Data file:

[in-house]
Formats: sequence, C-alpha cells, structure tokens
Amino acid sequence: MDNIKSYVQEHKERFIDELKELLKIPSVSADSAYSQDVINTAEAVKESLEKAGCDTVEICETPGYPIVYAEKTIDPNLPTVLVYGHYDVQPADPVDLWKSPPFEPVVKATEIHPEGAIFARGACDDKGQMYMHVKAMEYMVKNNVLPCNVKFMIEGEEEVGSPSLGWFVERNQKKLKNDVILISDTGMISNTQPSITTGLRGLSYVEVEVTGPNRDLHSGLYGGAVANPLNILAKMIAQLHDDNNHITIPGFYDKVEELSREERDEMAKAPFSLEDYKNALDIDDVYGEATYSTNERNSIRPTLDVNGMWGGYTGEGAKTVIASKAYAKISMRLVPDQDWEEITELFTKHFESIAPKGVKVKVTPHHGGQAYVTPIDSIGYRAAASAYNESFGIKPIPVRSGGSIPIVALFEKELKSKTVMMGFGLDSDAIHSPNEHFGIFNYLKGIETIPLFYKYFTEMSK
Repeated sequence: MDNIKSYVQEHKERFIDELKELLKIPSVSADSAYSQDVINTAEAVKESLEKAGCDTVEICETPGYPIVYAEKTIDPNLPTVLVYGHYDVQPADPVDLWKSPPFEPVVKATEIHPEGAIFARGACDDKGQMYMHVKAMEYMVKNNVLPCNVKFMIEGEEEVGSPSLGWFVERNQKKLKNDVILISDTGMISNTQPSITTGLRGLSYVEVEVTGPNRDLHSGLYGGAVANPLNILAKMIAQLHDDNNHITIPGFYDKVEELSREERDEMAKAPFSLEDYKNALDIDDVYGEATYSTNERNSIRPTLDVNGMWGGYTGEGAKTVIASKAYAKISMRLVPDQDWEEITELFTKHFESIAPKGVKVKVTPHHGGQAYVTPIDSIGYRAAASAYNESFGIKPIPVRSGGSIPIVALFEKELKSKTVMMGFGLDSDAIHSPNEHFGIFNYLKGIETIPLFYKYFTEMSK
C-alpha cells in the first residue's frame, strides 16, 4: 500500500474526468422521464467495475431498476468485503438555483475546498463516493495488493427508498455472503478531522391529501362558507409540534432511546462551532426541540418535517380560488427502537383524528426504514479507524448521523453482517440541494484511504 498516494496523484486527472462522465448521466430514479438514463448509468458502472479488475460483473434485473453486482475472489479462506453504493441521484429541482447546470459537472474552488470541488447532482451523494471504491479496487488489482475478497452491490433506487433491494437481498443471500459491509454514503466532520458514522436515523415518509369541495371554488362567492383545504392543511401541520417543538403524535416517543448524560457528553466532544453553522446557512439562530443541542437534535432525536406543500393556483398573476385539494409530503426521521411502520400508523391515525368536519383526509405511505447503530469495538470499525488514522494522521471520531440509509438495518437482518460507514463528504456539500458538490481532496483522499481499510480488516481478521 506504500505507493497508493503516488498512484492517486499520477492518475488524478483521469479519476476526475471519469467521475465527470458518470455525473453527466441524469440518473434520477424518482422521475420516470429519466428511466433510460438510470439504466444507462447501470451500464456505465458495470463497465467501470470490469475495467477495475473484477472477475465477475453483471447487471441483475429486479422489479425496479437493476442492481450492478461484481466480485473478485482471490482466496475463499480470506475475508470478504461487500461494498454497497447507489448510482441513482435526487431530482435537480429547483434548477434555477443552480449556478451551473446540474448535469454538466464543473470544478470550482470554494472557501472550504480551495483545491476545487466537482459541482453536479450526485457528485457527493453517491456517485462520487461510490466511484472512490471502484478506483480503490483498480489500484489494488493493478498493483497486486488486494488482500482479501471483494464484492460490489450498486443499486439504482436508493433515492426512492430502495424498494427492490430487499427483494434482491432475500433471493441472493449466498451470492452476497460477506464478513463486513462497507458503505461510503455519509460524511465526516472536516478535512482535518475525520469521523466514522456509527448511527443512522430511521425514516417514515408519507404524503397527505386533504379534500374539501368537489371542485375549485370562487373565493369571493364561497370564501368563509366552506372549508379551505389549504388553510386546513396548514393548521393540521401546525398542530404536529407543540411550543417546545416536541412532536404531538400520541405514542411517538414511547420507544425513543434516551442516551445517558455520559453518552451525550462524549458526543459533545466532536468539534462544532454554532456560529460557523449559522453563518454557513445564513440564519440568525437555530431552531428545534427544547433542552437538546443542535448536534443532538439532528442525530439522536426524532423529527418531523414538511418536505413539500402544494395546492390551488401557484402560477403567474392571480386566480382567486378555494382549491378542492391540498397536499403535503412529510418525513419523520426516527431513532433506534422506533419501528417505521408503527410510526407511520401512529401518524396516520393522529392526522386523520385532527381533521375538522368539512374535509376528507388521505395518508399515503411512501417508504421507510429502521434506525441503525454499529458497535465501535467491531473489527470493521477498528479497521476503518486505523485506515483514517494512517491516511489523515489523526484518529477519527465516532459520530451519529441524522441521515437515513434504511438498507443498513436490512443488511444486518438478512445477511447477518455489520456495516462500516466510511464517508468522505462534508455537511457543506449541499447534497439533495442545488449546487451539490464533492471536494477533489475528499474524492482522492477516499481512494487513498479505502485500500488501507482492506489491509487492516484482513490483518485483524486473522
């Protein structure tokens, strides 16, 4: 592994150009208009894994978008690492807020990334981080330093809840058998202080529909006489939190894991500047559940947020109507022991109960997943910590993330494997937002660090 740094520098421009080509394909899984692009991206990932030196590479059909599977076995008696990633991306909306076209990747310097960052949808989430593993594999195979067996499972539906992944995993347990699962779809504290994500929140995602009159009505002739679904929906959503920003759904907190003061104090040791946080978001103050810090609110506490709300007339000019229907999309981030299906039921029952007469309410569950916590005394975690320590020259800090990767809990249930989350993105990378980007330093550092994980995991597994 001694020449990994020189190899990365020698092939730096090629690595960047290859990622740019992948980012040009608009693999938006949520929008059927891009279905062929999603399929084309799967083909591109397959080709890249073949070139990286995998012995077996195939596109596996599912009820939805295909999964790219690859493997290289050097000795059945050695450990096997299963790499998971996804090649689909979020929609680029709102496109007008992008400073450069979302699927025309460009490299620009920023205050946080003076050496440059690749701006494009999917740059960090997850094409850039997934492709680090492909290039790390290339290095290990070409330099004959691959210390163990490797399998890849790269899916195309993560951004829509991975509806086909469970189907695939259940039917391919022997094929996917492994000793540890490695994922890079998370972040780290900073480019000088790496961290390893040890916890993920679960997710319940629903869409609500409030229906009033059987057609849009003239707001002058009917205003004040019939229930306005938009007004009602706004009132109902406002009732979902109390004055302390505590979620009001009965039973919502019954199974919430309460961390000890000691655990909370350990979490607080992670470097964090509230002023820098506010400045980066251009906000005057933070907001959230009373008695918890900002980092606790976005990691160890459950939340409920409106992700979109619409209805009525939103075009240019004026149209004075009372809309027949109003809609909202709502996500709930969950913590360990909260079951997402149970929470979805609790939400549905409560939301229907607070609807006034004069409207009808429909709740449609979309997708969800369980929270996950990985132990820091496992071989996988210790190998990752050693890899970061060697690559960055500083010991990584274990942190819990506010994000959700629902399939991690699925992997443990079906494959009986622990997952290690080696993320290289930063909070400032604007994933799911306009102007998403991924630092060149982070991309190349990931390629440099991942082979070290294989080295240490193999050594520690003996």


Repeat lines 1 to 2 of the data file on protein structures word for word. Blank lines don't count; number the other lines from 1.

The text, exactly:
[in-house]
Formats: sequence, C-alpha cells, structure tokens